The zip code of a student—a simple five-digit numerical code—greatly impacts the likelihood of future success for the students attending schools in high poverty areas. In the 2010 Pew Research Center report, Millennials: A Portrait of Generation Next, research found that approximately 19 percent of students graduating from urban school districts go on to attend college as compared to 70 percent of students graduating from suburban school districts. This is largely because in affluent suburban districts, schools can foster a learning environment which places a high level of importance on the enhancement of their student’s achievements. With expanded resources, advanced technology, fundraisers and booster clubs, grants from the state, and a strong community structure, the student body can thrive. Students in these districts are given every opportunity for academic success; personal laptops, up-to-date textbooks, highly skilled and educated teachers and strong community support.

Within today’s society, every student deserves the same opportunities in education whether they live in the poorest district in the state or the most affluent district. No child should have to go to school with a blanket packed in their backpack for warmth or worry about completing homework due to a shortage of text books or lack of technological resources. Our children are tomorrows leaders and without a strong foundation of education and support to guide these students into the future, there can be very little hope for true success for urban students.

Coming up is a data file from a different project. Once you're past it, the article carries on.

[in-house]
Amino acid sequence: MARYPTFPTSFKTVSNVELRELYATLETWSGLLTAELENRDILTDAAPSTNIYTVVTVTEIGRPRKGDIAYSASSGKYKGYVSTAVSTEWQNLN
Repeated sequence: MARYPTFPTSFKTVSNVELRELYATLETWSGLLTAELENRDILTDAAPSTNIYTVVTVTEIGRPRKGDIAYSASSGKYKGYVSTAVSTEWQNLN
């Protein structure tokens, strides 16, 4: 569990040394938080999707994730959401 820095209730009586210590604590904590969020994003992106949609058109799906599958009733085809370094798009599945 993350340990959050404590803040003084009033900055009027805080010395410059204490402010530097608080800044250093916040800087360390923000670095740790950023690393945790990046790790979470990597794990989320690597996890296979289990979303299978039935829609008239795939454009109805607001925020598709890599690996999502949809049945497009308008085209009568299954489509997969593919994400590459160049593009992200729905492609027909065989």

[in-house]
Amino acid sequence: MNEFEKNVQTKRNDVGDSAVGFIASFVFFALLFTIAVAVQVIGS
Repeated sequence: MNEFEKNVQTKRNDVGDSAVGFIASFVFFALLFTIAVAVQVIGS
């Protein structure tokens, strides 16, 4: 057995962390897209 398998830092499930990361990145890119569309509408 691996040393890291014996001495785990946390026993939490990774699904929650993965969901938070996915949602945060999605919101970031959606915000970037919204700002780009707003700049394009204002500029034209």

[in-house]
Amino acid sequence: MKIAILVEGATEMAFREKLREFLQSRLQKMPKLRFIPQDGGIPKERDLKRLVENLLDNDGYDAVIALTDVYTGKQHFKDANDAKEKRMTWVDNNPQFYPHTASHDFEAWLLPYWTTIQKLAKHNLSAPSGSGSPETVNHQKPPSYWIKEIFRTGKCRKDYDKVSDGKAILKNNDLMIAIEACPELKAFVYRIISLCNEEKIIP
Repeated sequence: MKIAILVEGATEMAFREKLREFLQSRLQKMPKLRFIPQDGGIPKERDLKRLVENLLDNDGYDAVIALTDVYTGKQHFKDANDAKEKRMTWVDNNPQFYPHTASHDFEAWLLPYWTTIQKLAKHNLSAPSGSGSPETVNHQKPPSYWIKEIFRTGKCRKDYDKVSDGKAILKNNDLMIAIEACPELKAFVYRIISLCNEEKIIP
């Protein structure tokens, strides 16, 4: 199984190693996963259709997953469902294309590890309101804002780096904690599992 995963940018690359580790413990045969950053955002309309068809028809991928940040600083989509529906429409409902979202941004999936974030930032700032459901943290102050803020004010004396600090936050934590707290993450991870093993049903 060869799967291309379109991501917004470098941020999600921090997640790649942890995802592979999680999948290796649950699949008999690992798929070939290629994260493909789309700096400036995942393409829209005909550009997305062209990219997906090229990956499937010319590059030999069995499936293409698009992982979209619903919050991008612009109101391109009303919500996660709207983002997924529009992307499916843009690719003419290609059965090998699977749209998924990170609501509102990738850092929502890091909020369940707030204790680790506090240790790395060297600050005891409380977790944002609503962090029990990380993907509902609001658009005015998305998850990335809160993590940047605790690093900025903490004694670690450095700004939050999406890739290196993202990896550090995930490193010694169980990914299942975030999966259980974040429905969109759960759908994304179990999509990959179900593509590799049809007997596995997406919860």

Author: Michelle A. Bassetti is a graduate of John Jay College of Criminal Justice where she earned her MPA in Public Policy and Administration with a specialization in criminal justice policy reform. Michelle’s other areas of research work include economic inequalities in public education and social welfare policies. She can be reached via email at [email protected] or on Twitter @MBassetti_MPA

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The American Society for Public Administration is the largest and most prominent professional association for public administration. It is dedicated to advancing the art, science, teaching and practice of public and non-profit administration.

One Response to Academic Inequality in the Urban School Setting: Funding Disparities that Lead to Educational Disadvantages

  1. Elizabeth Doane Reply

    February 10, 2018 at 9:16 pm

    I am a teacher in a very large urban district and I have to fully commend you on the passion behind this article. Very few people outside of the field of education understand just how serious of a problem academic inequality is within poor districts.

    As a teacher, I have had to spend large sums of my own money in an attempt to provide my students with much needed items like pencils, notebooks, and the basic necessities of learning. I have students that come to school staving and are unable to concentrate as a result. I have students that are unable to complete homework assignments due to not having access to internet at home. It’s a travesty, really.

    I can’t tell you how many students have come to me and have said they have zero life ambition because they already know (from a young age) that they will be unable to attend college and make something with their lives. I fully believe that so much more needs to be done within the education field to be able to allow these students to reach their full potential. For the most part, they are just left to flounder in their academic studies and as teachers, we just have to hope for the best.

    Thank you so much for bringing this issue to light and for your dedication in trying to make a difference in this field. The world can definitely use more caring and passionate individuals such as yourself to try to make a difference for our children. Very impressive article, Michelle.